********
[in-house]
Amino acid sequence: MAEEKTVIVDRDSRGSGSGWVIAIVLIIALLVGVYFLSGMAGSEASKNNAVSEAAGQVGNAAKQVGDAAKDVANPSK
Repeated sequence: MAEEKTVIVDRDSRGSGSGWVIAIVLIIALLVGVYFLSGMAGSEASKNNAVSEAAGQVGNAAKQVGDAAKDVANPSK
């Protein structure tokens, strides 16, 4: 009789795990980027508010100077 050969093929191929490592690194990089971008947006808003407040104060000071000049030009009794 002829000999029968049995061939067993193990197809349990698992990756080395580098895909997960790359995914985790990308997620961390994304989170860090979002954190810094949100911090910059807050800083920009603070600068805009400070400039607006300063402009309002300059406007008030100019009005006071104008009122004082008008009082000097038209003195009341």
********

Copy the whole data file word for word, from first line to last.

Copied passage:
[in-house]
Amino acid sequence: MAEEKTVIVDRDSRGSGSGWVIAIVLIIALLVGVYFLSGMAGSEASKNNAVSEAAGQVGNAAKQVGDAAKDVANPSK
Repeated sequence: MAEEKTVIVDRDSRGSGSGWVIAIVLIIALLVGVYFLSGMAGSEASKNNAVSEAAGQVGNAAKQVGDAAKDVANPSK
């Protein structure tokens, strides 16, 4: 009789795990980027508010100077 050969093929191929490592690194990089971008947006808003407040104060000071000049030009009794 002829000999029968049995061939067993193990197809349990698992990756080395580098895909997960790359995914985790990308997620961390994304989170860090979002954190810094949100911090910059807050800083920009603070600068805009400070400039607006300063402009309002300059406007008030100019009005006071104008009122004082008008009082000097038209003195009341």